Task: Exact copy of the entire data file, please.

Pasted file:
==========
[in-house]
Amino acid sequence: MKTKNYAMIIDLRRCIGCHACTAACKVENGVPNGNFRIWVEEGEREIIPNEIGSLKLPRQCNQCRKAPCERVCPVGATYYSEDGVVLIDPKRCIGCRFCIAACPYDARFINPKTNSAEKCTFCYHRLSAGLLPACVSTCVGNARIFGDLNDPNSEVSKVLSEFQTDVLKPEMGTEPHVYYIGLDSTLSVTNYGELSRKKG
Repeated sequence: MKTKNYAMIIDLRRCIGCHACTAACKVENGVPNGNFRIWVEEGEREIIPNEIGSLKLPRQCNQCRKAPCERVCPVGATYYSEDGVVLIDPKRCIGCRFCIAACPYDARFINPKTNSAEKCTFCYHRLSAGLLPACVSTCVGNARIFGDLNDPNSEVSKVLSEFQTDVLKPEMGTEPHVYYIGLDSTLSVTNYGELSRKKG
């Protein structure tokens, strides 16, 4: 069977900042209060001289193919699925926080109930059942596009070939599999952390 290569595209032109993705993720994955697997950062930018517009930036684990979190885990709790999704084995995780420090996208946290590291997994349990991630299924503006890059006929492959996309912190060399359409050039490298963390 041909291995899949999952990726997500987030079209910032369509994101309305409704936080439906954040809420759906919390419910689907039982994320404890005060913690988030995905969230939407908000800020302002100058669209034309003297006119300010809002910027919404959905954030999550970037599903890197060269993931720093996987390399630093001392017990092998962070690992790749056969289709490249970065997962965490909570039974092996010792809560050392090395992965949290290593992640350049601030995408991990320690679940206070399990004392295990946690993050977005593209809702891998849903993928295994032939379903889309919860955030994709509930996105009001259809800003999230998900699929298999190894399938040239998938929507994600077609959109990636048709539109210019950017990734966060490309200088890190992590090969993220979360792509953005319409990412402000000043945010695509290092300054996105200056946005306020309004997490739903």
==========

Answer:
[in-house]
Amino acid sequence: MKTKNYAMIIDLRRCIGCHACTAACKVENGVPNGNFRIWVEEGEREIIPNEIGSLKLPRQCNQCRKAPCERVCPVGATYYSEDGVVLIDPKRCIGCRFCIAACPYDARFINPKTNSAEKCTFCYHRLSAGLLPACVSTCVGNARIFGDLNDPNSEVSKVLSEFQTDVLKPEMGTEPHVYYIGLDSTLSVTNYGELSRKKG
Repeated sequence: MKTKNYAMIIDLRRCIGCHACTAACKVENGVPNGNFRIWVEEGEREIIPNEIGSLKLPRQCNQCRKAPCERVCPVGATYYSEDGVVLIDPKRCIGCRFCIAACPYDARFINPKTNSAEKCTFCYHRLSAGLLPACVSTCVGNARIFGDLNDPNSEVSKVLSEFQTDVLKPEMGTEPHVYYIGLDSTLSVTNYGELSRKKG
């Protein structure tokens, strides 16, 4: 069977900042209060001289193919699925926080109930059942596009070939599999952390 290569595209032109993705993720994955697997950062930018517009930036684990979190885990709790999704084995995780420090996208946290590291997994349990991630299924503006890059006929492959996309912190060399359409050039490298963390 041909291995899949999952990726997500987030079209910032369509994101309305409704936080439906954040809420759906919390419910689907039982994320404890005060913690988030995905969230939407908000800020302002100058669209034309003297006119300010809002910027919404959905954030999550970037599903890197060269993931720093996987390399630093001392017990092998962070690992790749056969289709490249970065997962965490909570039974092996010792809560050392090395992965949290290593992640350049601030995408991990320690679940206070399990004392295990946690993050977005593209809702891998849903993928295994032939379903889309919860955030994709509930996105009001259809800003999230998900699929298999190894399938040239998938929507994600077609959109990636048709539109210019950017990734966060490309200088890190992590090969993220979360792509953005319409990412402000000043945010695509290092300054996105200056946005306020309004997490739903």